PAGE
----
Meet the Interns: Dustin Diehl, Nonfiction Editor

dustinDustin Diehl is a Senior at Arizona State University majoring in English Literature and minoring in Religious Studies. He is also pursuing a LGBT Certificate.

Superstition Review: What do you do for SR?

Dustin Diehl: I solicit work from nonfiction authors to be considered for publication. I then read through submissions (both solicited and submitted) and decide which ones I think should be included. Together, with Liz, we decide which ones to include, then send out rejection/acceptance e-mails.

SR: How did you hear about or get involved with Superstition Review?

DD: Trish is my Honors Thesis advisor and asked if I would like to participate…I said yes!

SR: What is your favorite section of SR? Why?

DD: I really enjoy fiction; however, I’ve been earning a deeper appreciation for nonfiction…seeing how people can take ordinary circumstances (or even not-so-ordinary circumstances) and convey them in a creative and readable form is fascinating to me.

SR: Who is your dream contributor to the journal? Talk about him/her.

DD: I would love for Michael Stackpole to contribute a short fiction story. I love his Star Wars novels and he’s a local writer!

SR: What job, other than your own, would you like to try out in the journal?

DD: I think it would be fun to be a part of the marketing team. I work for an online ad agency, so getting to apply my job skills to something fun like SR would be pretty cool.

SR: What are you most excited for in the upcoming issue?

DD: I’m really excited to read the submitted work…it’s always fun to read people’s work, especially when you find a diamond in the rough!

SR: What was the first book you remember falling in love with and what made it so special?

DD: The first book I fell in love with was The Bronze Bow by Elizabeth George Speare. I loved how it deftly juxtaposed religious history, political history and fiction into a very readable and timeless story. In high school, I adapted the book into a play script and would still love to produce a stage version of the book.

SR: What are you currently reading?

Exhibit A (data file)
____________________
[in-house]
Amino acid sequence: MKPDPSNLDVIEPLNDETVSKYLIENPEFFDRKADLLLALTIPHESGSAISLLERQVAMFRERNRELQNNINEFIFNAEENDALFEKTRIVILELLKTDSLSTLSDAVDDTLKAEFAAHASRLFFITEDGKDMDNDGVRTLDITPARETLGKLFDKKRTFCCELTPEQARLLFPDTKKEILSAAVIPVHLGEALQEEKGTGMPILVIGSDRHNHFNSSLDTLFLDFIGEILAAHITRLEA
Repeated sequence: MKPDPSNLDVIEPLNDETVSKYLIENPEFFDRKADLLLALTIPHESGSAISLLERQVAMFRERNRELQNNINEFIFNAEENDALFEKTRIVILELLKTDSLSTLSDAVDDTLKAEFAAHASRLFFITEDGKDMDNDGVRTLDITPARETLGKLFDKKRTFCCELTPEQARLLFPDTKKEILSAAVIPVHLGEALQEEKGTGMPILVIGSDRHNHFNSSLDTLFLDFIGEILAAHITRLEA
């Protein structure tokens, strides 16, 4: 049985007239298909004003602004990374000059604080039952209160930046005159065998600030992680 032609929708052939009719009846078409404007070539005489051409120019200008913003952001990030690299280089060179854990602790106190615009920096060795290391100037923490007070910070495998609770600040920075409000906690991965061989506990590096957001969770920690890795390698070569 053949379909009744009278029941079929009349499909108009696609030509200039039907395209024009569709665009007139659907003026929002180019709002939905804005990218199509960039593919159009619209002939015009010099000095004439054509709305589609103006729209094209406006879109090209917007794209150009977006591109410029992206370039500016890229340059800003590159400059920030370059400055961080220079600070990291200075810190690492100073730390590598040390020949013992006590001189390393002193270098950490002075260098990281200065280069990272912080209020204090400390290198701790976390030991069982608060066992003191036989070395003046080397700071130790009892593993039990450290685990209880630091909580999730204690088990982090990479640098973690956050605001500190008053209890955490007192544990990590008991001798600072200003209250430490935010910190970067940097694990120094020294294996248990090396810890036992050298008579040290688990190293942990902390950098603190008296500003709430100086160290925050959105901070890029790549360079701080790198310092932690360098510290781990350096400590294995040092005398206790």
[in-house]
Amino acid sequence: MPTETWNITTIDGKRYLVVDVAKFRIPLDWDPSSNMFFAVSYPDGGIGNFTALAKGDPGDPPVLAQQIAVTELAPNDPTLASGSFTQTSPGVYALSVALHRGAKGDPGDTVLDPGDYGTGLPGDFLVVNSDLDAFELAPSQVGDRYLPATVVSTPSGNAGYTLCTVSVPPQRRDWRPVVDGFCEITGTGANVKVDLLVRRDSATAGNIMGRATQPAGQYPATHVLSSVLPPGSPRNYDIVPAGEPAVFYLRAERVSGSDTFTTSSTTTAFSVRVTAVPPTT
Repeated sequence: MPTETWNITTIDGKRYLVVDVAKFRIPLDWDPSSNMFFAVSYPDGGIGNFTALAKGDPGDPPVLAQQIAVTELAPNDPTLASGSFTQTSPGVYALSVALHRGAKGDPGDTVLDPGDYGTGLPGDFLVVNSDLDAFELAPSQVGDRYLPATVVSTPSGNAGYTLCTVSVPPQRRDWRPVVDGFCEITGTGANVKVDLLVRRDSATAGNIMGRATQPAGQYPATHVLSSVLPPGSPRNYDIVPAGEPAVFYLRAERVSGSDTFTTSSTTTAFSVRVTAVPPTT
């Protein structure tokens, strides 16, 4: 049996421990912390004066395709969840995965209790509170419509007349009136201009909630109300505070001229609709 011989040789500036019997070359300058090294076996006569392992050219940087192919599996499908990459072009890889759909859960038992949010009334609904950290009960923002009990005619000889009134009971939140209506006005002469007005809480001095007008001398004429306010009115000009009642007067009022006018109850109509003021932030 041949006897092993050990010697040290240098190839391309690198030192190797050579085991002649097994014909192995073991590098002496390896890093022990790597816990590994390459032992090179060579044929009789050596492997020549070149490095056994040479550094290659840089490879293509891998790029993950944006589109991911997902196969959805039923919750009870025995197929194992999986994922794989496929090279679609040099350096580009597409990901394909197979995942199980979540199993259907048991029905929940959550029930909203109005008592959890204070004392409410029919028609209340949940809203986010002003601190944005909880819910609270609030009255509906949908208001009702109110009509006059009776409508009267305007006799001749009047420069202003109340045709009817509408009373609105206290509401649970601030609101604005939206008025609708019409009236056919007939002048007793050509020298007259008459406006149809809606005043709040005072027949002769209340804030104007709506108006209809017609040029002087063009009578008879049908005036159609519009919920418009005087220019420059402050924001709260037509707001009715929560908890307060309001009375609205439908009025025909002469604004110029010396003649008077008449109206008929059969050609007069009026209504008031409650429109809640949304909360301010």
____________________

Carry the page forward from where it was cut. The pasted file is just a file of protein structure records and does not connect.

DD: Currently reading the Star Wars: X-Wing series by Michael Stackpole and Aaron Allston. Reading should be fun, and these books are fun!

SR: What are some of your favorite websites to waste time on or distract you from homework?

DD: I’m a huge movie buff, so I’m constantly on WorstPreviews.com, a movie news blog.  I’m also an avid Star Wars fan, so I enjoy TheForce.net as well.

SR: Do you write? Tell us about a project you’re working on.

I do write; usually fiction, but I’ve found nonfiction to be very satisfying as well. I’m working on a collection of creative nonfiction essays for my Honors Thesis as well as a LGBT-themed modern fantasy novel.

Meet the Interns: Elizabeth Anderson, Nonfiction Editor

elizabethanderson_0_1Elizabeth Anderson, one of our Nonfiction Editors, is a senior majoring in Creative Writing and working on a minor in Art History.

Superstition Review: What do you do for SR?

Elizabeth Anderson: I find nonfiction literary writers across the country and solicit them for work for SR. I also choose a few nonfiction writers that speak to me and solicit interviews.

SR: How did you hear about or get involved with Superstition Review?

EA: I first got involved with SR after taking a poetry class with Trish. Last year, I was the Solicitations Coordinator, where I kept track of the editor’s e-mails, created spreadsheets, created documents of responses, and added names to the Solicitations List.

SR: What is your favorite section of SR?

EA: My favorite section is the Art section because of Karen Green’s work, which I find not only unique, but also very inspirational.

SR: Who is your dream contributor to the journal?

EA: Currently, my dream contributor would be Mary Cappello (whom I sent a solicitation e-mail out to!), because I absolutely loved the idea behind her narrative, “Awkward: A Detour.” She not only covers touchy familial subjects, but she has a fluid way of talking about normal, everyday life.

SR: What job, other than your own, would you like to try out in the journal?

EA: I would love to be one of the Art Editors because it is so outside of my realm of the written arts. The visual arts can excite so many emotions without saying anything, and I would love to learn how to capture these emotions.

SR: What are you most excited for in the upcoming issue?

EA: I am so excited just to hear back from the nonfiction writers that I solicited. I think that their feedback will be the biggest pay off for all of my hard work thus far.

SR: What are you currently reading?

EA: I am currently reading My Friend Leonard, by James Frey. No matter what the media says about him, Frey will always hold a special place on my bookshelf.

SR: What are some of your favorite websites to waste time on or distract you from homework?

EA: To distract me from homework, I love to read Democratic Underground, The Onion, and of course, playing Waka-Waka on Facebook.

SR: What would be your dream class to take at ASU? What would the title be and what would it cover?

EA: My dream class at ASU would be a poetry class that not only focuses on forms (I am currently in ENG 490 Forms class), but also incorporates actual student readings of the poetry outside of class. The title would be ENG 490.5 “Forms and Presentation.”

SR: What are some of your favorite literary links?

EA: My favorite literary links are poets.org, azpoetry.org, zeroland.